Thursday 26 July 2018


It's time for the final review of The Global Spirit Tour Project. When I started this I had no idea what it would involve, how many people want want to write blogs for it and how big it could get. At the time I type this (2pm on 26 July having just got back to Glasgow from Berlin), there have been a total of 625,463 individual views of the reviews and that frankly blows my mind. Thank you very much to every single one of the reviewers who are all absolute heroes, thanks to everyone who has helped promote the articles and thank you to you for reading. Here then is the final review. Part 135 of the Global Spirit Tour Project is a review of the last concert on the Global Spirit Tour at the Waldbuhne in Berlin and it's written by me.

Photo by Stuart Cowan

I'm back home after three days in Berlin where I saw both Depeche Mode concerts at the Waldbuhne. It seems appropriate that the band ended the tour there given their links to the city and the size of their German fanbase, so to say I was eagerly anticipating the concerts would be something of an understatement. Kevin May has covered night one already so I'll say nothing more about that gig other than to say Kevin's review is spot on. 

Onto last night then. I'd never been to the Waldbuhne before and I was amazed at how stunning a venue it is. The setting is incredible and the sound is perfect. I was travelling with my walking blog adverts Paul, Stuart and John and they were equally amazed at the venue. It is truly a magical place. We wanted to make sure of two things last night  - a good seat but, more importantly, a seat in shade. We're Scottish so the insane heat of Berlin was something very, very new to us. We survived the queue and got ourselves set up for the night to the left hand side of the stage.

L-R: Paul, me, Stuart and John. 
Every time that a Depeche Mode tour ends, the inevitable "the band are stopping after this" rumours circulate. I remember someone confidently telling me that the band were splitting up after the Tour Of The Universe for example. Was last night's concert the last time we will see Depeche Mode play live? I don't know and, beyond the band and their inner circle, no-one else knows either. The thought that this was to be their last show, a thought inspired by many more people than normal saying that was the case, was certainly on the minds of the crowd last night however. While there was certainly an air of celebration, that was flavoured with a sense of sadness in case this was it. I know I felt that way. If last night was their last ever show, then they ended on a spectacular high.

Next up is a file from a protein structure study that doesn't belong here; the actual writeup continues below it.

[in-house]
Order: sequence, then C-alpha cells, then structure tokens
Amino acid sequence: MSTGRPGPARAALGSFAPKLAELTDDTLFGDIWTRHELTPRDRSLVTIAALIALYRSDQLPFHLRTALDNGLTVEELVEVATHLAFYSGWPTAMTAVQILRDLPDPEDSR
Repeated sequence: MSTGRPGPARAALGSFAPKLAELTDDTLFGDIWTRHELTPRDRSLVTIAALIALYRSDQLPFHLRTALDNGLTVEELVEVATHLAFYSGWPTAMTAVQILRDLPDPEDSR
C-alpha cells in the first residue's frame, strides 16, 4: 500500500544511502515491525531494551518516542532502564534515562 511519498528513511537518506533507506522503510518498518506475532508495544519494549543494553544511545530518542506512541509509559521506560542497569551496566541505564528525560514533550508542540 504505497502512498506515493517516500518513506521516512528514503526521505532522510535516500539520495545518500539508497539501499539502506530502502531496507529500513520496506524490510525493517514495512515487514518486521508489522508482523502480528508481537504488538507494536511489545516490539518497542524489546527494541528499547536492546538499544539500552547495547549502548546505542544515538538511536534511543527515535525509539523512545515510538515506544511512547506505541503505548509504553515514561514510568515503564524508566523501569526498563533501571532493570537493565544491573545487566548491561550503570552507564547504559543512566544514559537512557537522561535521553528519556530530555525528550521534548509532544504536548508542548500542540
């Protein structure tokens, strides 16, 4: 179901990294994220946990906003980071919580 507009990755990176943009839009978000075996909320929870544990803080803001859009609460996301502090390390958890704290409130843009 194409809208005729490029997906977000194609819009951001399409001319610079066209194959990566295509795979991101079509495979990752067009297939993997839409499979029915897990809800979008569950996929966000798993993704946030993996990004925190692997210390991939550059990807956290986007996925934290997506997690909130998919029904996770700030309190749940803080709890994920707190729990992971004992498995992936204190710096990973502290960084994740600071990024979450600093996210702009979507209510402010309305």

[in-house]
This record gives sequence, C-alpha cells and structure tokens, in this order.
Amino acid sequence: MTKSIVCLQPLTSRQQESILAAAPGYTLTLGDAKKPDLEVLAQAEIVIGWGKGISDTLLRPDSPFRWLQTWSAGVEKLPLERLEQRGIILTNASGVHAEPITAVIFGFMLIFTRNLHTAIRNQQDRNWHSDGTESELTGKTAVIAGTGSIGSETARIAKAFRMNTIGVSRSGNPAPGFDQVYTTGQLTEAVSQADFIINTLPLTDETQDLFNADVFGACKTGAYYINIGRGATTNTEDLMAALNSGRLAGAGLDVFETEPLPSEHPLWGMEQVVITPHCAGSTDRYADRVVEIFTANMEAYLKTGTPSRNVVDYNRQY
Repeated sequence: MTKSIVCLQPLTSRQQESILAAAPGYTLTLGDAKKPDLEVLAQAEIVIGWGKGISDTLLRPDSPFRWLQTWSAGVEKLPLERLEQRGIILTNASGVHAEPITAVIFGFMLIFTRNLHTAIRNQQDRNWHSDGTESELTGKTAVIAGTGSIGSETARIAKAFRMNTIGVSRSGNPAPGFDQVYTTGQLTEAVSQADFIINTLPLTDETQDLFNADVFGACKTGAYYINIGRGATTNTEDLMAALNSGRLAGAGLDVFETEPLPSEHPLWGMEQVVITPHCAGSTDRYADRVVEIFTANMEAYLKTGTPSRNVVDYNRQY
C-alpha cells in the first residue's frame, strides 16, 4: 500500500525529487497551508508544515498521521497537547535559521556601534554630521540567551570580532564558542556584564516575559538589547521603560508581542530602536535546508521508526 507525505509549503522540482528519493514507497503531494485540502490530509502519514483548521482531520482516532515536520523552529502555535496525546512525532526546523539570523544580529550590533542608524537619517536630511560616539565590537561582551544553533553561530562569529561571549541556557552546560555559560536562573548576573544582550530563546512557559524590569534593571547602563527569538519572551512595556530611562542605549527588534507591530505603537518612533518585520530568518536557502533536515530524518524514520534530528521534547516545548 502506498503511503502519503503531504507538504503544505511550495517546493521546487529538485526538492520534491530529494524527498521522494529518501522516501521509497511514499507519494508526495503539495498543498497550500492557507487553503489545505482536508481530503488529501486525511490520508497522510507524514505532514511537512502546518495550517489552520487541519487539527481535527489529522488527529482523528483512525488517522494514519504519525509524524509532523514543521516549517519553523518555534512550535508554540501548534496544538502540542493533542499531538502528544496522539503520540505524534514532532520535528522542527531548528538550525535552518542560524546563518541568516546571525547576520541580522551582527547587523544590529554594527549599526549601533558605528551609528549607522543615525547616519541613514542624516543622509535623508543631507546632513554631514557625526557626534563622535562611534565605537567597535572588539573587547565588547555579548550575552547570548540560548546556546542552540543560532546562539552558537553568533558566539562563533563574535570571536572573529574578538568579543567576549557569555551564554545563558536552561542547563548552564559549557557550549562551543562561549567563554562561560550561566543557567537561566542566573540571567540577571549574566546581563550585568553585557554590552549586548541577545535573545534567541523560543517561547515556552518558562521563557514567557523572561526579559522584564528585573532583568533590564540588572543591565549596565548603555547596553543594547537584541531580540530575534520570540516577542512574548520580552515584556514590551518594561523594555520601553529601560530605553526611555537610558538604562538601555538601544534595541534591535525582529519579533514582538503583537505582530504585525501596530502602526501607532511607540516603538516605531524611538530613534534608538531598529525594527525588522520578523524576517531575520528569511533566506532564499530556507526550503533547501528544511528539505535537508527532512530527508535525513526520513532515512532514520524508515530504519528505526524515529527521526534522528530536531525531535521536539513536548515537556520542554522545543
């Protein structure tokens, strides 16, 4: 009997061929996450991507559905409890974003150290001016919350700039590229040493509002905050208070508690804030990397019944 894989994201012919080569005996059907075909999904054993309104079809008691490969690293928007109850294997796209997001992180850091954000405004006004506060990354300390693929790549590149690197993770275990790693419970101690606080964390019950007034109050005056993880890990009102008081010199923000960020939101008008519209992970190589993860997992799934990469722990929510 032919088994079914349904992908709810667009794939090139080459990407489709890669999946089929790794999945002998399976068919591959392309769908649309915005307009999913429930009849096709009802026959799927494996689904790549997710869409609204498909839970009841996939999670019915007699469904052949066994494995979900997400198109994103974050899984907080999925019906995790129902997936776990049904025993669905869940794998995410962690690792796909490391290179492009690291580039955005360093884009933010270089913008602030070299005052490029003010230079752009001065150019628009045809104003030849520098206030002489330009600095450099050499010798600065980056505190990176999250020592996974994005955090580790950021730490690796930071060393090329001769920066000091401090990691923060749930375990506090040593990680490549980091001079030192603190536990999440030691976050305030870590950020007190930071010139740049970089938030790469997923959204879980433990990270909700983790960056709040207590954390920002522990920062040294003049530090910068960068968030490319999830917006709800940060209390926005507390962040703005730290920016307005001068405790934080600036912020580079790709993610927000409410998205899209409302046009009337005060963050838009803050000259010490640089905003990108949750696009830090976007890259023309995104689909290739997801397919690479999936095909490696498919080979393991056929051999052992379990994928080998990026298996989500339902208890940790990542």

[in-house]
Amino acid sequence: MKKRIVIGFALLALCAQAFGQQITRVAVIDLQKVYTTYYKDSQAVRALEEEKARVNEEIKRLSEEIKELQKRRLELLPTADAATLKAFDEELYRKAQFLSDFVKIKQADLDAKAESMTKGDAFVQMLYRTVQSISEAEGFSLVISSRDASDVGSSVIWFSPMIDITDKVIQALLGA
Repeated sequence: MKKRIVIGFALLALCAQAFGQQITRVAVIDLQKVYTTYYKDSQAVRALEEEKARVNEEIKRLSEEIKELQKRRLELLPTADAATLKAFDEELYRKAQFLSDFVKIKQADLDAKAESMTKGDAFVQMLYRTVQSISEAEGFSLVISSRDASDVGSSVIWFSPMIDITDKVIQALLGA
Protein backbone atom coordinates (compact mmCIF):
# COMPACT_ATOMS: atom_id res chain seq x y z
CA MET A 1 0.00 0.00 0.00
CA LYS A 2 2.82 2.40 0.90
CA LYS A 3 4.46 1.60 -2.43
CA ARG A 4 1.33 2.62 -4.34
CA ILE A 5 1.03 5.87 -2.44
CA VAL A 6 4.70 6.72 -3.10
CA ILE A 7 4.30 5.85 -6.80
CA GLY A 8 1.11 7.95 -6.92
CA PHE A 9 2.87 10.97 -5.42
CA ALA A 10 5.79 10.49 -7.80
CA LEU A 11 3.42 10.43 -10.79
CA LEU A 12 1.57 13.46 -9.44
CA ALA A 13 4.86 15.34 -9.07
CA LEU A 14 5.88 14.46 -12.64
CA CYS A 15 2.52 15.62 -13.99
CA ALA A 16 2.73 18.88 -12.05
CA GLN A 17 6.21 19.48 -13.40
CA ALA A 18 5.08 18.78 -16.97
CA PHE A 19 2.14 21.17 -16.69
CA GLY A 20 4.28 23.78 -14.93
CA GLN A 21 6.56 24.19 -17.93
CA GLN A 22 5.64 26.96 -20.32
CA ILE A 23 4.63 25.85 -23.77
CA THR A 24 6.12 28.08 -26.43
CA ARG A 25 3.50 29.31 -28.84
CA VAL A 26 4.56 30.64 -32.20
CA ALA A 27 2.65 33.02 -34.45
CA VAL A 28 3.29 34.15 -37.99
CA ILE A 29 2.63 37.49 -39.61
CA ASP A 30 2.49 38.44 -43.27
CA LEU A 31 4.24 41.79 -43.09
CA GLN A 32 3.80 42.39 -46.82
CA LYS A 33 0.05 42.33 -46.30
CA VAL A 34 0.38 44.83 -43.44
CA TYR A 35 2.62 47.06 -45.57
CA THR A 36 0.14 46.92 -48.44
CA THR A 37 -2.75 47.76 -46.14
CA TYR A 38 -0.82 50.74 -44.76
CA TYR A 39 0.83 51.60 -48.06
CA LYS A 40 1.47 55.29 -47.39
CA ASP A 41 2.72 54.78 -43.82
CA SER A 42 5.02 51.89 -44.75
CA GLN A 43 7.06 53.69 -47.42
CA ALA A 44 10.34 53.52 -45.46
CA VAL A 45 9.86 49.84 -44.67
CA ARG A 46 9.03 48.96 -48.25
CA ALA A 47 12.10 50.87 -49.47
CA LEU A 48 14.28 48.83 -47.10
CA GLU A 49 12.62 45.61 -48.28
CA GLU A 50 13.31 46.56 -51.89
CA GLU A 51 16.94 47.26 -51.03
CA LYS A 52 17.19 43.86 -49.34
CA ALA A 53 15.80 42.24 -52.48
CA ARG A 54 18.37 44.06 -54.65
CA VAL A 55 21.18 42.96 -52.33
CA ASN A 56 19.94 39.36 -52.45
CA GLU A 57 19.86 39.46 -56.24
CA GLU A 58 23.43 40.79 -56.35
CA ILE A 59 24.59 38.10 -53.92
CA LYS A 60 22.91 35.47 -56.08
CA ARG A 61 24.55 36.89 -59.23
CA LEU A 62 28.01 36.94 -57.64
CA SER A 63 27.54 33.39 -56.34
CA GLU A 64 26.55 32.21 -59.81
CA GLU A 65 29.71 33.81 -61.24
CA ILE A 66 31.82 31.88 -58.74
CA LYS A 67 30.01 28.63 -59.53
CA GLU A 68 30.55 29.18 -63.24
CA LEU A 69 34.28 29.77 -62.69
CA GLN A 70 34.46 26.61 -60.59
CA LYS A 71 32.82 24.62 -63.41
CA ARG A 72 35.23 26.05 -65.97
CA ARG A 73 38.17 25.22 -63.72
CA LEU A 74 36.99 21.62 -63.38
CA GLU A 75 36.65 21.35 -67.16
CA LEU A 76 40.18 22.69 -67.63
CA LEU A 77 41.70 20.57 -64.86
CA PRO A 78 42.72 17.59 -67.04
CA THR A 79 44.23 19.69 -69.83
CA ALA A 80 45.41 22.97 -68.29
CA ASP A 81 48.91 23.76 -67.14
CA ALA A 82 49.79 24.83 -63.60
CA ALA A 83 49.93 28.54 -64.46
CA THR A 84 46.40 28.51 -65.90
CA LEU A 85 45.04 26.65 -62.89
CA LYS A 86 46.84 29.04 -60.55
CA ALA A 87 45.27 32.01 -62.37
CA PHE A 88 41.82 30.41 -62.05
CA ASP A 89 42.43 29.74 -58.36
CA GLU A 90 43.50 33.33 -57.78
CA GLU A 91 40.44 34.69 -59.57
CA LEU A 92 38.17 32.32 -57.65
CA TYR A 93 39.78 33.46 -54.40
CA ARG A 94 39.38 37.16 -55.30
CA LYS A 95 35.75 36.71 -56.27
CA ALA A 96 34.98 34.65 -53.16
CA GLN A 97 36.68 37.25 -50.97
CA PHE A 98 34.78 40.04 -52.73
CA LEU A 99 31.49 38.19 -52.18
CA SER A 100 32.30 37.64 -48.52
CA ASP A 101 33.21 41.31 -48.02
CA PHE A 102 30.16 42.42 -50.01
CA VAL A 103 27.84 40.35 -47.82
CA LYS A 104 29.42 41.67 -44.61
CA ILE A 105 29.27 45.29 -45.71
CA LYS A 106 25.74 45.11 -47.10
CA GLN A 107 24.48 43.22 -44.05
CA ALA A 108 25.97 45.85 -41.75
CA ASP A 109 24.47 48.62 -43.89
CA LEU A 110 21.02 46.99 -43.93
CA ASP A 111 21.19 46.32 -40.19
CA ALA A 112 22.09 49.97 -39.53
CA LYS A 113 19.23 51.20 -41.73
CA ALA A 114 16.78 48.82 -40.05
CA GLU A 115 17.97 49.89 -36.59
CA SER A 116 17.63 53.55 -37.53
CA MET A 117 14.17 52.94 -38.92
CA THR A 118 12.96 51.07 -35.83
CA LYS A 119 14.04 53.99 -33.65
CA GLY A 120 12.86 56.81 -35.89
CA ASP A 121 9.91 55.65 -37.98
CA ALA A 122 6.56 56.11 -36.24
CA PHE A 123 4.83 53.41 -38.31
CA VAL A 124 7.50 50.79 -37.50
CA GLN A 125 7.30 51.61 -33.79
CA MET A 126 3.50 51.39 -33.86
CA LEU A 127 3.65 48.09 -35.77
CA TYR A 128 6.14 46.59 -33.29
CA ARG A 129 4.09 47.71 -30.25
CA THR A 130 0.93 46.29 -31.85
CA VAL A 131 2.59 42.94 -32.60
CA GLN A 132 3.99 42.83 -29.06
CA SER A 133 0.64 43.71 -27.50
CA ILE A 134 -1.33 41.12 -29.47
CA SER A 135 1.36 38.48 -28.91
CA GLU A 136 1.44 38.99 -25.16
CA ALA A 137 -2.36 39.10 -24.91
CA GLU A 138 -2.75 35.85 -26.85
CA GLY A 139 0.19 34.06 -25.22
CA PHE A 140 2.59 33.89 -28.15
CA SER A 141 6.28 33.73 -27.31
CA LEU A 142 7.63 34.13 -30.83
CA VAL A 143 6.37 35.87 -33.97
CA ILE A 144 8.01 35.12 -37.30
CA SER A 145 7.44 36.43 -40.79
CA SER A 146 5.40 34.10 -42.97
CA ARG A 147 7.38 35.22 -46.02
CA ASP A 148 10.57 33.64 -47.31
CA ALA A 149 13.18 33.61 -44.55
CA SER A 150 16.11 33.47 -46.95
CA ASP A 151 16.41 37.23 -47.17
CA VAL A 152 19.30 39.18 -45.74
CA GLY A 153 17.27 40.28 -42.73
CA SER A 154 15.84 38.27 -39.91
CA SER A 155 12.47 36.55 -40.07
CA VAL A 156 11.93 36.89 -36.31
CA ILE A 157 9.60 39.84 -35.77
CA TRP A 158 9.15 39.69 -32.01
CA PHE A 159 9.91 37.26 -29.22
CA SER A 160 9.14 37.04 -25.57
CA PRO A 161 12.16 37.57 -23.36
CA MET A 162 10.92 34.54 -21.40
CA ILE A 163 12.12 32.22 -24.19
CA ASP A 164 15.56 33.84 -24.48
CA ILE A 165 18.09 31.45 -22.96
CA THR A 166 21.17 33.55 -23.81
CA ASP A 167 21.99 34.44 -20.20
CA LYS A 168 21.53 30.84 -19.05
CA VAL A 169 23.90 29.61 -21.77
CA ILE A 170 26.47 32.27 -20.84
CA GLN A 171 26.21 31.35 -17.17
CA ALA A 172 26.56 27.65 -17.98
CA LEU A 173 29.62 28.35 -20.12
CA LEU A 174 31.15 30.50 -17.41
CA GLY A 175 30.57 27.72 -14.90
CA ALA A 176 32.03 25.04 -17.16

From the off the band were on top form. Going Backwards boomed across the Waldbuhne, setting the tone for the evening. While So Much Love had had a welcome return on Monday, It's No Good returned as the second track last night and absolutely thumped out of the speakers. You hear a song like that or like the titanic version of Stripped that came later in the set in this setting and you just know that this venue was made for Depeche Mode. The opening synth line of Stripped last night is possibly one of the greatest musical experiences of my life. It was breathtaking -  hearing that, watching the stage as the sun finally set and dusk fell, every single hair on every body in there standing on end, the entire crowd in a trance. 

In other words, I quite enjoyed Stripped last night.

I'm not going to labour the whole "is it over" thing, but there were points last night where the combination of that thought, the emotion of the whole event anyway and the overpriced beer in the bewildering selection of Depeche cups got me a little emotional. During World In My Eyes, the importance of that song and Depeche Mode to me dawned on me. I suddenly thought that this could be the last time I ever saw it played live and it was a really odd moment. I will admit to getting a few tears in my eyes at that point but so what? You want music to inspire emotion in you. You want it to move you. That's what Depeche Mode have always done for me as long as I have been a fan and last night was no different. I imagine 22,000 other people in the crowd felt the same at many points last night.

The setlist was interesting. I don't think anyone saw Poison Heart returning to any concert any time soon, but there it was. It does work in a huge venue with the "woah-oh-oh" part still sounding huge but it slowed things down a bit. Where's The Revolution had that affect too sadly but they are minor quibbles - everything else was spot on and the band played one of the best concerts I have ever seen them play.

Cover Me and Everything Counts were both magnificent. The singalong at the end of Everything Counts seemed like it would never end as everyone of us sung ourselves hoarse. Personal Jesus seemed to have an extra air of menace to it and Enjoy The Silence, my favourite song of all time, was just magical. The return of "Heroes" was nice too given the city we were in, and I though Dave delivered it magnificently. In London last June it transfixed the entire Olympic Stadium and it did that again last night in the Waldbuhne. Dave ended the song by saying "That one's for you Dave" pointing skyward as he did so. A lovely moment.